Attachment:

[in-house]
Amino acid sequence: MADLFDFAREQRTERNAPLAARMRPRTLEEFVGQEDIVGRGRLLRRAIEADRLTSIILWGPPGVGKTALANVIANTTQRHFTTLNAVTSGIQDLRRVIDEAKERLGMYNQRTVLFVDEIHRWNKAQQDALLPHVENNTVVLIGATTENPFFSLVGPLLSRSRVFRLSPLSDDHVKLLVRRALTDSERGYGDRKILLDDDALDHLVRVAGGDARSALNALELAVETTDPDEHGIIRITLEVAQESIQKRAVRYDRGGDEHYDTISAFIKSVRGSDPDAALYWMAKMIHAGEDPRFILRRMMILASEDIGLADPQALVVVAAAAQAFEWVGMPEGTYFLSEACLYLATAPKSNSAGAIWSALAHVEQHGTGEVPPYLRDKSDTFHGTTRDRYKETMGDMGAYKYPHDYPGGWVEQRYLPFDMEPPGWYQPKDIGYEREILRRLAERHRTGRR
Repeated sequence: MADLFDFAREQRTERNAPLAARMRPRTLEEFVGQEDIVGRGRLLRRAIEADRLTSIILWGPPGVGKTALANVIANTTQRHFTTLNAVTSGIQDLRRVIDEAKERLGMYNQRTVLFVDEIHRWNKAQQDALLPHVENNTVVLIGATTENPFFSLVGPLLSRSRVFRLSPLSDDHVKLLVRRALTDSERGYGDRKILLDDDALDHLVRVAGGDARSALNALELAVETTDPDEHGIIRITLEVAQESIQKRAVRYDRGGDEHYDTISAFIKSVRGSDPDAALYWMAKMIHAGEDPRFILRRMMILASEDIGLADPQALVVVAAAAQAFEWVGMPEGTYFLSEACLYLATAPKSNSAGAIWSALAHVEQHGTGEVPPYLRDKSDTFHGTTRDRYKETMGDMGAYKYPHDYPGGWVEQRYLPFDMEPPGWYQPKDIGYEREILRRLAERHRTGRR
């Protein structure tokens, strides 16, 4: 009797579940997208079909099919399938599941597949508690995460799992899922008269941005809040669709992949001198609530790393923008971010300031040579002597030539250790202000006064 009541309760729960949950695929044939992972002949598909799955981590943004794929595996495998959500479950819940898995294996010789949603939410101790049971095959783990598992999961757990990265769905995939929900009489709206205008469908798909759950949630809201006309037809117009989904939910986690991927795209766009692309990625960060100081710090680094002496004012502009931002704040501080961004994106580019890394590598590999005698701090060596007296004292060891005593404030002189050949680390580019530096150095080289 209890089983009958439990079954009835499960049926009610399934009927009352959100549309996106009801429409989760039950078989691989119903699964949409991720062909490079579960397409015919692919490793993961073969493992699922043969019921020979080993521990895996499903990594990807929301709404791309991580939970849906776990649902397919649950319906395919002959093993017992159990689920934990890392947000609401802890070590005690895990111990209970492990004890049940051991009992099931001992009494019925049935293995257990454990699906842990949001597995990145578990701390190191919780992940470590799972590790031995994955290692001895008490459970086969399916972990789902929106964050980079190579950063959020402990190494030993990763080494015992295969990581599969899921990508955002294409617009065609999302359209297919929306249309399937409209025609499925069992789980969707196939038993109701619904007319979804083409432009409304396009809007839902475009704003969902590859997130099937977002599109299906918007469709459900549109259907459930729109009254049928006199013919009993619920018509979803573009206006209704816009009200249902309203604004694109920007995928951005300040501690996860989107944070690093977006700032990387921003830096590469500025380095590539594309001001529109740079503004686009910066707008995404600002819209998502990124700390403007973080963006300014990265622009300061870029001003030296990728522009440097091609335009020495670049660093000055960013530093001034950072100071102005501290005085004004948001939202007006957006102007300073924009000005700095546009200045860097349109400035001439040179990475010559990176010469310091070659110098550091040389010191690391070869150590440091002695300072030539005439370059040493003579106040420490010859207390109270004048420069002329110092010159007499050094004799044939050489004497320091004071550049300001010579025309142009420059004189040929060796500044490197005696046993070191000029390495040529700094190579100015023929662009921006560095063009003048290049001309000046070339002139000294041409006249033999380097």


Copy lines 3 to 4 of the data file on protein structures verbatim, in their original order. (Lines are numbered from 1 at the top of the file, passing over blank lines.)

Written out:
Repeated sequence: MADLFDFAREQRTERNAPLAARMRPRTLEEFVGQEDIVGRGRLLRRAIEADRLTSIILWGPPGVGKTALANVIANTTQRHFTTLNAVTSGIQDLRRVIDEAKERLGMYNQRTVLFVDEIHRWNKAQQDALLPHVENNTVVLIGATTENPFFSLVGPLLSRSRVFRLSPLSDDHVKLLVRRALTDSERGYGDRKILLDDDALDHLVRVAGGDARSALNALELAVETTDPDEHGIIRITLEVAQESIQKRAVRYDRGGDEHYDTISAFIKSVRGSDPDAALYWMAKMIHAGEDPRFILRRMMILASEDIGLADPQALVVVAAAAQAFEWVGMPEGTYFLSEACLYLATAPKSNSAGAIWSALAHVEQHGTGEVPPYLRDKSDTFHGTTRDRYKETMGDMGAYKYPHDYPGGWVEQRYLPFDMEPPGWYQPKDIGYEREILRRLAERHRTGRR
């Protein structure tokens, strides 16, 4: 009797579940997208079909099919399938599941597949508690995460799992899922008269941005809040669709992949001198609530790393923008971010300031040579002597030539250790202000006064 009541309760729960949950695929044939992972002949598909799955981590943004794929595996495998959500479950819940898995294996010789949603939410101790049971095959783990598992999961757990990265769905995939929900009489709206205008469908798909759950949630809201006309037809117009989904939910986690991927795209766009692309990625960060100081710090680094002496004012502009931002704040501080961004994106580019890394590598590999005698701090060596007296004292060891005593404030002189050949680390580019530096150095080289 209890089983009958439990079954009835499960049926009610399934009927009352959100549309996106009801429409989760039950078989691989119903699964949409991720062909490079579960397409015919692919490793993961073969493992699922043969019921020979080993521990895996499903990594990807929301709404791309991580939970849906776990649902397919649950319906395919002959093993017992159990689920934990890392947000609401802890070590005690895990111990209970492990004890049940051991009992099931001992009494019925049935293995257990454990699906842990949001597995990145578990701390190191919780992940470590799972590790031995994955290692001895008490459970086969399916972990789902929106964050980079190579950063959020402990190494030993990763080494015992295969990581599969899921990508955002294409617009065609999302359209297919929306249309399937409209025609499925069992789980969707196939038993109701619904007319979804083409432009409304396009809007839902475009704003969902590859997130099937977002599109299906918007469709459900549109259907459930729109009254049928006199013919009993619920018509979803573009206006209704816009009200249902309203604004694109920007995928951005300040501690996860989107944070690093977006700032990387921003830096590469500025380095590539594309001001529109740079503004686009910066707008995404600002819209998502990124700390403007973080963006300014990265622009300061870029001003030296990728522009440097091609335009020495670049660093000055960013530093001034950072100071102005501290005085004004948001939202007006957006102007300073924009000005700095546009200045860097349109400035001439040179990475010559990176010469310091070659110098550091040389010191690391070869150590440091002695300072030539005439370059040493003579106040420490010859207390109270004048420069002329110092010159007499050094004799044939050489004497320091004071550049300001010579025309142009420059004189040929060796500044490197005696046993070191000029390495040529700094190579100015023929662009921006560095063009003048290049001309000046070339002139000294041409006249033999380097």